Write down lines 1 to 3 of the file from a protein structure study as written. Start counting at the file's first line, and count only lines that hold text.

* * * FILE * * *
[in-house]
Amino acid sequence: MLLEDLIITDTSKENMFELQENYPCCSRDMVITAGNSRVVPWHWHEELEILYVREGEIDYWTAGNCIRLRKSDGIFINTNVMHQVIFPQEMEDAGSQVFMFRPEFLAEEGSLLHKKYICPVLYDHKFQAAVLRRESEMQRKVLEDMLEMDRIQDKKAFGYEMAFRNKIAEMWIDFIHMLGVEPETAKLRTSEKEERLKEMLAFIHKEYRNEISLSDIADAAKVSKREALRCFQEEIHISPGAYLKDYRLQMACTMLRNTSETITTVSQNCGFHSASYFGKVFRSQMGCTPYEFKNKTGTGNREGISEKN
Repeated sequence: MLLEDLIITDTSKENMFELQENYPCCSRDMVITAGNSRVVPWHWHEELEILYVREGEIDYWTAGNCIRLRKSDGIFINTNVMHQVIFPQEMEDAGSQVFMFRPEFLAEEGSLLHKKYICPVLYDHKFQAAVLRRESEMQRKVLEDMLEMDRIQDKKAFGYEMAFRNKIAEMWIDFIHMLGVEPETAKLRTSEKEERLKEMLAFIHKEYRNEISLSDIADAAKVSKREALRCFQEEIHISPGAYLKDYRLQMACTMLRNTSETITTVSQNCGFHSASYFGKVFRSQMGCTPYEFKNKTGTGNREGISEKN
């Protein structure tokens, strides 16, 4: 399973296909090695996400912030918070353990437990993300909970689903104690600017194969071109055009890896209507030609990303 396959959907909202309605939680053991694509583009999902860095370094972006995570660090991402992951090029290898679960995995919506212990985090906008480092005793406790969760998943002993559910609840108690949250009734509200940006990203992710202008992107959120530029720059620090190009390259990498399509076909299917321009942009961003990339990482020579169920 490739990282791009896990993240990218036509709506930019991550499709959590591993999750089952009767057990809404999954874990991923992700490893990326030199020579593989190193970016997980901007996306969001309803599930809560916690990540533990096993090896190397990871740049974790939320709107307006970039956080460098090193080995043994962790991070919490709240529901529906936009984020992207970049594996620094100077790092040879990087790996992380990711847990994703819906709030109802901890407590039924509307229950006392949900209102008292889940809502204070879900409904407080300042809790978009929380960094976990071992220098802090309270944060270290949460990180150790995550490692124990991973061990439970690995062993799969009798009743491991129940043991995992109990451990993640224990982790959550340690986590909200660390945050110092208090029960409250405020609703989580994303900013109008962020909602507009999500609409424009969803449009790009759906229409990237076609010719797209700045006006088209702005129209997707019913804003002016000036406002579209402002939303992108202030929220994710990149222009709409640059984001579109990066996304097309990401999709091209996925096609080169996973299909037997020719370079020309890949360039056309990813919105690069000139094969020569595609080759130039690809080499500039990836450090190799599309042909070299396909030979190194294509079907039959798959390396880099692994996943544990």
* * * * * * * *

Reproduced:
[in-house]
Amino acid sequence: MLLEDLIITDTSKENMFELQENYPCCSRDMVITAGNSRVVPWHWHEELEILYVREGEIDYWTAGNCIRLRKSDGIFINTNVMHQVIFPQEMEDAGSQVFMFRPEFLAEEGSLLHKKYICPVLYDHKFQAAVLRRESEMQRKVLEDMLEMDRIQDKKAFGYEMAFRNKIAEMWIDFIHMLGVEPETAKLRTSEKEERLKEMLAFIHKEYRNEISLSDIADAAKVSKREALRCFQEEIHISPGAYLKDYRLQMACTMLRNTSETITTVSQNCGFHSASYFGKVFRSQMGCTPYEFKNKTGTGNREGISEKN
Repeated sequence: MLLEDLIITDTSKENMFELQENYPCCSRDMVITAGNSRVVPWHWHEELEILYVREGEIDYWTAGNCIRLRKSDGIFINTNVMHQVIFPQEMEDAGSQVFMFRPEFLAEEGSLLHKKYICPVLYDHKFQAAVLRRESEMQRKVLEDMLEMDRIQDKKAFGYEMAFRNKIAEMWIDFIHMLGVEPETAKLRTSEKEERLKEMLAFIHKEYRNEISLSDIADAAKVSKREALRCFQEEIHISPGAYLKDYRLQMACTMLRNTSETITTVSQNCGFHSASYFGKVFRSQMGCTPYEFKNKTGTGNREGISEKN